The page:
If you're one of those drivers who wonder whether even more construction can be done on Interstate 15 than is already under way, the answer is yes.
And state transportation officials hope to prove it within the next several months.
Barring any unforeseen neighborhood uprisings or environmental lawsuits, the Nevada Department of Transportation's next superproject will start in August, with major construction forecast to start as soon as November.
The Interstate 15 South Corridor project will include widening parts of the interstate from state Route 160, also known as Blue Diamond Road, north to Tropicana Avenue with other improvements made to interchanges and bridges in the area.
The project first needs a final blessing from the Nevada Transportation Board, which meets Aug. 9. Before work can start, the board must approve the $246.5 million bid made by the Las Vegas Paving Corp., which won the recommendation of Transportation Department Director Susan Martinovich and her staff on Wednesday. The board is expected to approve the bid.
Once construction starts, about 10 of the 15 miles of I-15, the state's most heavily traveled road, stretching from Route 160 north to Craig Road will be under construction at one time.
The I-15 South Corridor project comes on the heels of the I-15 Express Lane project, which goes from the Las Vegas Beltway north to Sahara Avenue and is expected to be finished in September.
The I-15 South Corridor project will start even as the I-15 North Widening project, which goes from the Spaghetti Bowl to Craig, continues.
Both of those projects are estimated to be under construction at the same time for at least six months, with the I-15 north project estimated to finish as soon as the summer of 2010 or fall later that year. The I-15 South Corridor project is expected to finish by the end of 2011.
Martinovich recognized there could be public backlash to the expected congestion caused by even more I-15 construction.
"Going through construction is not easy, and we appreciate the public's patience. When we are done, we will have projects that will last a long time," she said.
While slower speeds and congestion are unavoidable in construction zones, one aspect of the I-15 South Corridor project is that the builders during daytime hours must maintain the same number of lanes in each direction on the interstate as are there now.
Still, Martinovich thinks the timing, at least in terms of costs, couldn't be better.
Transportation officials once estimated the cost of the project to be about $270 million, about $23.5 million more than the bid made by Las Vegas Paving. Recently, bids on transportation projects have been coming in lower than engineer estimates because of the recession.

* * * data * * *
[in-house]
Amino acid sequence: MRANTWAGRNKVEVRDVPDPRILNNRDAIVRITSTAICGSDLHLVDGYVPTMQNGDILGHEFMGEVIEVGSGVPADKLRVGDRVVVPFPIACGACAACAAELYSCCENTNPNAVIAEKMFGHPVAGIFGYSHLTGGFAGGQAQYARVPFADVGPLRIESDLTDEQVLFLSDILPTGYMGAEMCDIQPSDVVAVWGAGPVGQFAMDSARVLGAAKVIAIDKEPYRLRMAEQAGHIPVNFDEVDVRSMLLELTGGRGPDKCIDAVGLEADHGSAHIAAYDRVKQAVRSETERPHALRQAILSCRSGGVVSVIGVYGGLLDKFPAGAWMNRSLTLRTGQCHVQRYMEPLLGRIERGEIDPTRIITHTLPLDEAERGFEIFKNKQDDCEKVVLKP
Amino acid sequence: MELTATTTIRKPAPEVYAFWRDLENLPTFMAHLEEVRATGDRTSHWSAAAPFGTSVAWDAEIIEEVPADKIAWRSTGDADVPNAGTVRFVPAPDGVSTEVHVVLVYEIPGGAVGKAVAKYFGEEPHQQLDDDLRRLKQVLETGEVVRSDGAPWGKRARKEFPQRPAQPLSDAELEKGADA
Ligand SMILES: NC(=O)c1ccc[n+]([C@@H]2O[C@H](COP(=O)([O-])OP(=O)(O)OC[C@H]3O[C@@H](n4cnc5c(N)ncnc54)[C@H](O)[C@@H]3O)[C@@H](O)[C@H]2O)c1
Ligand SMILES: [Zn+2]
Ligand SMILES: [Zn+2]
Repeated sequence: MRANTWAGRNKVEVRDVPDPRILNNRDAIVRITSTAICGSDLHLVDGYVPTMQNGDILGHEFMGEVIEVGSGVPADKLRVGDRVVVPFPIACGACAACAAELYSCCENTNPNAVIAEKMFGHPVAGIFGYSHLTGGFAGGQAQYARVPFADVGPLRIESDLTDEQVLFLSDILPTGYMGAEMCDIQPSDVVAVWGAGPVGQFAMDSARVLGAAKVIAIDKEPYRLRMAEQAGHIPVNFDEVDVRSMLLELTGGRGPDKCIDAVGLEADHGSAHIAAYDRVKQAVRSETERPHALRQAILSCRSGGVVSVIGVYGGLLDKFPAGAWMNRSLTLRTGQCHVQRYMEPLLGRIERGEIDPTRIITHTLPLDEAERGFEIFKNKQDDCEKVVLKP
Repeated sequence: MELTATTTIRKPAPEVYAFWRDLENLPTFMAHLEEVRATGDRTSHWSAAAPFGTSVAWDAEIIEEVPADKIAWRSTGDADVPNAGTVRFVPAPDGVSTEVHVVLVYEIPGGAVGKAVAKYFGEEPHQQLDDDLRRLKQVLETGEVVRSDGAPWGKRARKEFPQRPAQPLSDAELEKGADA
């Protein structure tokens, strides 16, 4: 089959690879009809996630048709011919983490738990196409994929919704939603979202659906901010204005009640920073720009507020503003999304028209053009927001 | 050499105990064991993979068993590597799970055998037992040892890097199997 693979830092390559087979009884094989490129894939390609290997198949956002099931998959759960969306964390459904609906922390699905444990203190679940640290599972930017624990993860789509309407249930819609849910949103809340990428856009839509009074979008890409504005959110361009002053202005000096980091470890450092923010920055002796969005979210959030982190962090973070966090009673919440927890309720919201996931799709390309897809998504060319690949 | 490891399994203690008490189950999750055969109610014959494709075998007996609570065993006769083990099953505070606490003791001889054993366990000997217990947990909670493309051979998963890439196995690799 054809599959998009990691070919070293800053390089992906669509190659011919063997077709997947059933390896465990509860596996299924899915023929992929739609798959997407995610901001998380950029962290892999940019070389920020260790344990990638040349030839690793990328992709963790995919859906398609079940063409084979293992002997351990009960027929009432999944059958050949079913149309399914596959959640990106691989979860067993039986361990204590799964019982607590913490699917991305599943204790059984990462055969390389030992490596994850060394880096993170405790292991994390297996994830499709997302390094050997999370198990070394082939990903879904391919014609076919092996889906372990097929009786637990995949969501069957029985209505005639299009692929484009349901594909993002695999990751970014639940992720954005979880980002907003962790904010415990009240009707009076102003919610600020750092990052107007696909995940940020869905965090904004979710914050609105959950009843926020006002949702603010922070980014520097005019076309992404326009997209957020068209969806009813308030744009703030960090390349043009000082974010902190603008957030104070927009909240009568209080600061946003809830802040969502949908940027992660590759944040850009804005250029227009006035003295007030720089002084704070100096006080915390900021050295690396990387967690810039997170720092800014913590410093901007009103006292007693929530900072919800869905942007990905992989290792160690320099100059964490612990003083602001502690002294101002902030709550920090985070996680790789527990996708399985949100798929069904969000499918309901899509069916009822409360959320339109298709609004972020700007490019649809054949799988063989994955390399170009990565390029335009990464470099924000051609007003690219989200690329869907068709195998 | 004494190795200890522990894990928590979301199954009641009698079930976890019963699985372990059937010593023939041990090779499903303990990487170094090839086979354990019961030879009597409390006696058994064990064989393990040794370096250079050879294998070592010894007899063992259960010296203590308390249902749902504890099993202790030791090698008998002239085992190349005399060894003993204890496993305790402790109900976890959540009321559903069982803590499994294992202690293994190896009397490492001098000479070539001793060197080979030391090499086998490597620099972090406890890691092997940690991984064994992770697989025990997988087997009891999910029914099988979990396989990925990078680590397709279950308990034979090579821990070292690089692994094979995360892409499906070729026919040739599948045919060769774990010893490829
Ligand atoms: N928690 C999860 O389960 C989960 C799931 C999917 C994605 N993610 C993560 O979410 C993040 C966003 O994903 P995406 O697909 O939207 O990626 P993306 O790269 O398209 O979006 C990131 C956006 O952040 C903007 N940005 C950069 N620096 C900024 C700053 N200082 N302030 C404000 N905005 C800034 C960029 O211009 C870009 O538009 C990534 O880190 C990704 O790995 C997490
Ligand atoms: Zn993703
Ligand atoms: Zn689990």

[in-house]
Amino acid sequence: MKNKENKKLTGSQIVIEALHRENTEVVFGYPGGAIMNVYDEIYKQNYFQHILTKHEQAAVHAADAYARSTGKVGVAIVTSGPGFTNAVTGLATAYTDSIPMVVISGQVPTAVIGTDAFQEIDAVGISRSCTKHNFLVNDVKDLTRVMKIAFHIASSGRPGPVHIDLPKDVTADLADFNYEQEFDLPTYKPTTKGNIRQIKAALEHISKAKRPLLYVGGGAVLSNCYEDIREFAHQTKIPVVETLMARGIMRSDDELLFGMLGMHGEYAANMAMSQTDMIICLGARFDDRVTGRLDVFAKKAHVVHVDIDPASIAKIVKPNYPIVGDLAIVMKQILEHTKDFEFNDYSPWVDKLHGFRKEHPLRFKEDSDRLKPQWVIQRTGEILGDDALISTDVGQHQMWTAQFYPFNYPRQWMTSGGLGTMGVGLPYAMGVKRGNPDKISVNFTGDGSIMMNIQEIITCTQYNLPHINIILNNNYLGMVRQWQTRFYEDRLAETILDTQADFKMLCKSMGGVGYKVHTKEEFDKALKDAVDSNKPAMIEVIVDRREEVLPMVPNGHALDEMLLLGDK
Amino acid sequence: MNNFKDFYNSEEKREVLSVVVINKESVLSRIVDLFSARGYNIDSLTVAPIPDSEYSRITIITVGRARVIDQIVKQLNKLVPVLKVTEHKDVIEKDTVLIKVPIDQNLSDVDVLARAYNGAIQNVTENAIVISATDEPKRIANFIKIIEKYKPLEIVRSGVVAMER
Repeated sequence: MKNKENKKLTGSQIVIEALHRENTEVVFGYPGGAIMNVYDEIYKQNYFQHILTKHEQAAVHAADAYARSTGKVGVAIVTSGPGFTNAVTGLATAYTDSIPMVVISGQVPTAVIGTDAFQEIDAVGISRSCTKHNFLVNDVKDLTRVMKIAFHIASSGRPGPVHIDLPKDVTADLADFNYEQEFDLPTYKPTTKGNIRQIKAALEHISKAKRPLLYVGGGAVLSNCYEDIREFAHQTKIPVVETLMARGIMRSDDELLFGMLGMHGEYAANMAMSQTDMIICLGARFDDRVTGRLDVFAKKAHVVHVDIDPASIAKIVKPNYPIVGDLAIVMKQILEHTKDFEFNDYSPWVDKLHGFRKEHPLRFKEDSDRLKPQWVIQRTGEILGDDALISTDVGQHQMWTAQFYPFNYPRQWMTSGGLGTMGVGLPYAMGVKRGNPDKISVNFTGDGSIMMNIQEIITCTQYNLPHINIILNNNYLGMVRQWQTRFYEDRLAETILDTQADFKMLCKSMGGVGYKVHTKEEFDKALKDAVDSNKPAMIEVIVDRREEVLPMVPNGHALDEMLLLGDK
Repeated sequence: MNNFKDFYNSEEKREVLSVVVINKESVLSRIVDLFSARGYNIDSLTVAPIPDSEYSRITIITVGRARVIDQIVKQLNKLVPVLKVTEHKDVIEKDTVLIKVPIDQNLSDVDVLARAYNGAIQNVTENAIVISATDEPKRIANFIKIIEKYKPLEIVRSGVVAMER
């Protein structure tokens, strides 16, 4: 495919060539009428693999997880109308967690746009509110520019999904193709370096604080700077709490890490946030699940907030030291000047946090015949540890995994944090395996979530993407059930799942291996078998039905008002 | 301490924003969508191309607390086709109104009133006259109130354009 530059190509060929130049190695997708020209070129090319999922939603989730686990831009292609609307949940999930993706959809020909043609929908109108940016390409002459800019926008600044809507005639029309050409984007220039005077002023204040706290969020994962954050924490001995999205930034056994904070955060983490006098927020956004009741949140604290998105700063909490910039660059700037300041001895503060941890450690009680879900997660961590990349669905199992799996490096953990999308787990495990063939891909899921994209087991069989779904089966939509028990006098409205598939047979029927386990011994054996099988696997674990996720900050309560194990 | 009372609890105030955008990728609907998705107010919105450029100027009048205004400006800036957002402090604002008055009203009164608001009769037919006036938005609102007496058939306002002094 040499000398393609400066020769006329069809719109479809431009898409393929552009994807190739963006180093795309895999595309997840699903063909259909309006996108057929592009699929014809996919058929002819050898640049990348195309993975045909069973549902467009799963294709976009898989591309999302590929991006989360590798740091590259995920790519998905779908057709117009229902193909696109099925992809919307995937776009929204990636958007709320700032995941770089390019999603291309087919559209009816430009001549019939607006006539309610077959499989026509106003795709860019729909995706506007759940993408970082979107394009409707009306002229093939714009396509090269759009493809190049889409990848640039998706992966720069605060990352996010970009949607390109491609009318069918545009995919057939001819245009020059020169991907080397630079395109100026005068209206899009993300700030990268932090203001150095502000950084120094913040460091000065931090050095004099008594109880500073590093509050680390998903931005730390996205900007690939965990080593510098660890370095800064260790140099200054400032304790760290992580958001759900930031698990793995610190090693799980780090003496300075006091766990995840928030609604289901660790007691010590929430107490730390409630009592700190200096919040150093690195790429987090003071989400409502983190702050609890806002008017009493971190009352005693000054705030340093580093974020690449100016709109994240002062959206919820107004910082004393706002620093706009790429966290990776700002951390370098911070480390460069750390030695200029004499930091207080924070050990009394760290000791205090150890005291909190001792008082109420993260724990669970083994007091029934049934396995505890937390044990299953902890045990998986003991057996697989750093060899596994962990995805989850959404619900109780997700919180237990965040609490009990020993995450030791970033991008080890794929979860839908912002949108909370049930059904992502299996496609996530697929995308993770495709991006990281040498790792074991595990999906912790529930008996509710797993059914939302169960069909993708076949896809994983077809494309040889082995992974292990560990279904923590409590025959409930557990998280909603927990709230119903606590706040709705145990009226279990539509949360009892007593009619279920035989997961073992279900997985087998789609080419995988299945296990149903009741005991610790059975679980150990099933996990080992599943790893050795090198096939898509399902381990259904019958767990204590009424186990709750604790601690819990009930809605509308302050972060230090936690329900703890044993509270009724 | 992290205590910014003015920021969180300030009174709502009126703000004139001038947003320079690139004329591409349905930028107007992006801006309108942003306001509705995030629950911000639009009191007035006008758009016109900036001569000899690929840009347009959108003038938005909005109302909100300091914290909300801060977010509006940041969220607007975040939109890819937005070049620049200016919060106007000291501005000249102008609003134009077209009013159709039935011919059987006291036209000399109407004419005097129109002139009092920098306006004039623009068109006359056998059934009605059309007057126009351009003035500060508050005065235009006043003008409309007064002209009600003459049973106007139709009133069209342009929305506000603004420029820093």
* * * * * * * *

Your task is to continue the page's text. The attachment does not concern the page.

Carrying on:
The project goals include widening the interstate to four lanes in each direction from Route 160 to the Beltway, construction of a new bridge at Sunset Road over I-15, reconstruction of the Warm Springs Road bridge and adding a collector/distributor road system, which is similar to a frontage road but built to freeway standards.
Widening of the I-15 southbound offramp to Silverado Ranch Boulevard from one lane to two was added to the project.
Once complete, the improvements are meant to handle traffic projections for 2030.
The project is the Transportation Department's second attempt at a "design-build" scheme, which overlaps the designing and building phases of a construction project in an effort to finish it faster.
The first design-build project is the ongoing $242 million I-15 north widening project, which is viewed by transportation officials as a success.
The state had relied on the design-bid-build method, which follows the mantra that designing a project must be finished before a construction company starts work, with time in between to put the contract out to bid.
Engineers hold that design-build projects can finish about two years faster than design-bid-build projects.
Las Vegas Paving is half of the team that is building the I-15 north widening project.
The team that will build the I-15 South Corridor project includes Las Vegas Paving and at least six local engineering firms, said Bill Wellman, division manager for Las Vegas Paving.
At the peak of construction, between 400 and 430 engineers, construction workers and other staff will be working on the project, Wellman said.
Las Vegas Paving workers will bring lessons learned from the I-15 north project to the new project, including better coordination between designers and builders, and how best to maintain traffic flow, Wellman said.
"We're very excited to get working on it," he said.
Contact reporter Francis McCabe at firstname.lastname@example.org or 702-387-2904.